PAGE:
This is why I recommend professional firearms training, rather than learning from a friend or neighbor who is an experienced gun owner. If you’ve never taken a defensive firearms class before, I recommend an NRA Basic Pistol Class as the place to start your defensive pistol training journey. No, you won’t learn the super-secret shooting skills of the Navy SEALs, but what you will learn is how to safely operate your pistol, along with the fundamentals of marksmanship. While that kind of training seems basic (and it is), the fact is, just learning the basics of safely loading and operating your pistol so it becomes second nature takes up the better part of a day’s instruction for a brand-new gun owner. While the NRA does offer an online-only version of this class, I heartily recommend taking any firearms training in-person and on a range with real ammunition (rather than lasers or whatever). Shooting a gun is a contact sport: You need to perform a physical action with your hands, brain, and eyes, and that’s not something you can learn while staring at a computer screen. You need to put your knowledge into action, and that’s what in-person training provides.
Recently, it’s become more popular for some of the more tactically-oriented firearms trainers to dismiss the value of an NRA course, as some instructors prefer to launch straight into more advanced gun-handling techniques instead of safety and basic knowledge. While it’s true that you may learn more about defensive tactics in such classes, you’ll miss out on the core elements of gun safety and gun handling that keep you safe. An NRA Basic Pistol Class will give you the solid foundation of safety and marksmanship that will never go out of style. This is vitally important, because if you can’t handle a gun safely when there’s no threat present, you definitely won’t be able to safely handle it if your life is on the line.
When you do find a class, you probably won’t need to bring much gear with you. Your defensive pistol (unloaded), 100 rounds of ammo (leave that in your car until it’s needed, as the NRA does not allow ammo in the classroom), eye and ear protection (I like electronic ear muffs because they protect your hearing yet allow you to hear range commands), water, pens, and a notebook are what you’re most likely to need, along with bug spray, sun screen and clothing appropriate to the weather if you’re taking an outdoor class.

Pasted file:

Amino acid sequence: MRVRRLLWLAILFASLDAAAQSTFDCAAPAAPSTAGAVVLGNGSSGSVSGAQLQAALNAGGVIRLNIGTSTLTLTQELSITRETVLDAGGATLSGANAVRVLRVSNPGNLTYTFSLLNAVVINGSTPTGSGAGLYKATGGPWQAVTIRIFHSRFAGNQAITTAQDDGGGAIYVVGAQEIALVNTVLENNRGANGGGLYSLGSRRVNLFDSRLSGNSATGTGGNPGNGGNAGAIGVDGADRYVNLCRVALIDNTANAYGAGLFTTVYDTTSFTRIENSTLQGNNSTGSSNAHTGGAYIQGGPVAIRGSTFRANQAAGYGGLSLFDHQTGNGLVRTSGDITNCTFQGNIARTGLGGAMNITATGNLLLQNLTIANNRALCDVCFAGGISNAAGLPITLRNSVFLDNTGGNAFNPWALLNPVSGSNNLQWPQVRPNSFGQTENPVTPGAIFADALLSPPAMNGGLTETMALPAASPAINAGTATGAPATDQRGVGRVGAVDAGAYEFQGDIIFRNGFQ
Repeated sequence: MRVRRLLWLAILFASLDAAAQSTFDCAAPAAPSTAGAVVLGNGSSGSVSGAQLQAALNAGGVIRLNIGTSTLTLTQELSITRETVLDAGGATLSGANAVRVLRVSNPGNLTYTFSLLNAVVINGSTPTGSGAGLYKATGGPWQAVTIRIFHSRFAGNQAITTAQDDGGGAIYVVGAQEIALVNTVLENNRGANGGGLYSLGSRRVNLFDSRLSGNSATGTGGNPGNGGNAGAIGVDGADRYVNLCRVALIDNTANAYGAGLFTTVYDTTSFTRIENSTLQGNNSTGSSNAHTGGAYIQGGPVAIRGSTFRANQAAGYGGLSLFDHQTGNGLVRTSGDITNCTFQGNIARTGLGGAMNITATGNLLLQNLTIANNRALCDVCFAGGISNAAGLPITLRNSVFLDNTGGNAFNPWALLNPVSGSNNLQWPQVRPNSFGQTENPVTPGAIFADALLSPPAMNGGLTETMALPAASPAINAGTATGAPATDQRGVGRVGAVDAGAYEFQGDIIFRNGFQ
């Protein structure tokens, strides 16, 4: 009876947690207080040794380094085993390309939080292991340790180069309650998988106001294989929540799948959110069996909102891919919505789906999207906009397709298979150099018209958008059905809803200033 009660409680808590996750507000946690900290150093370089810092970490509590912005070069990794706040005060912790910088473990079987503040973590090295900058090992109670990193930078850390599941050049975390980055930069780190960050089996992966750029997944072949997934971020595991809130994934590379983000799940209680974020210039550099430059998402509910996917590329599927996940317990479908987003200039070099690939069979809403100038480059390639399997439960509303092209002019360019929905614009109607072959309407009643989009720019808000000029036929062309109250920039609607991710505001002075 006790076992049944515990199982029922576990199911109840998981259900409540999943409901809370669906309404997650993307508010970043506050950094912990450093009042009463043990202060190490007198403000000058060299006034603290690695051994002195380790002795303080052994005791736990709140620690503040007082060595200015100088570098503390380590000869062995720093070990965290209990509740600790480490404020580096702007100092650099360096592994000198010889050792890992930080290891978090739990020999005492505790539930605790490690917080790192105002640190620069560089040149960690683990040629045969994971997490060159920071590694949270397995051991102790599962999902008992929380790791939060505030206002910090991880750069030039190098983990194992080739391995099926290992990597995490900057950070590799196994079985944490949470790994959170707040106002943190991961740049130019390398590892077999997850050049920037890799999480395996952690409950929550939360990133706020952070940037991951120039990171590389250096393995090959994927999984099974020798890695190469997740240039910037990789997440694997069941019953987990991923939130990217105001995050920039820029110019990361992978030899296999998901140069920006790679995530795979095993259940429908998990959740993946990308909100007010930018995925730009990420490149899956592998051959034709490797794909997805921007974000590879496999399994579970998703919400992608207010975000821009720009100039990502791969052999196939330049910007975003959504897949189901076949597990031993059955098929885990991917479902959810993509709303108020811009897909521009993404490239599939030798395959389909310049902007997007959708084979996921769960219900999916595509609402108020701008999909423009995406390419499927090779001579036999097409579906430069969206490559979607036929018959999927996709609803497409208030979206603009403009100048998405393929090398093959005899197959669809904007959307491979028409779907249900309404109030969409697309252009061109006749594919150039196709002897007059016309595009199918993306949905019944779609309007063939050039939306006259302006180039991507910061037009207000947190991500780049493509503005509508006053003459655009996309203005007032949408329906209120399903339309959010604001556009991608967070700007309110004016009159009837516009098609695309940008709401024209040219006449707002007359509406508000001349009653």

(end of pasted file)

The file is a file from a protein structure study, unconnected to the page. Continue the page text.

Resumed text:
If you’re already familiar with how your gun works, take a few moments and safely practice things like inserting ammunition into the magazine and inserting the unloaded magazine into your gun. Remember to keep live ammunition away from your gun until it’s needed and and perform these two actions separately. If you’re not really sure how your gun operates, that’s okay, you’ll be learning how to run your gun as part of your class. If this is your first class, staying safe and learning the basics of marksmanship are your goals, not becoming a member of SEAL Team Six in eight hours or less.
The most important thing you can to bring to a class isn’t a piece of gear, however — it’s a mindset that is open to instruction. If you’re new to guns, you’re going to be hearing a lot of new, often-confusing terms and learning a lot of often-complicated techniques. Relax and understand that practically no one learns everything there is know about guns on their first day in class. It’s the journey that’s important here, not the destination.
(Contributing Source: ricochet.com)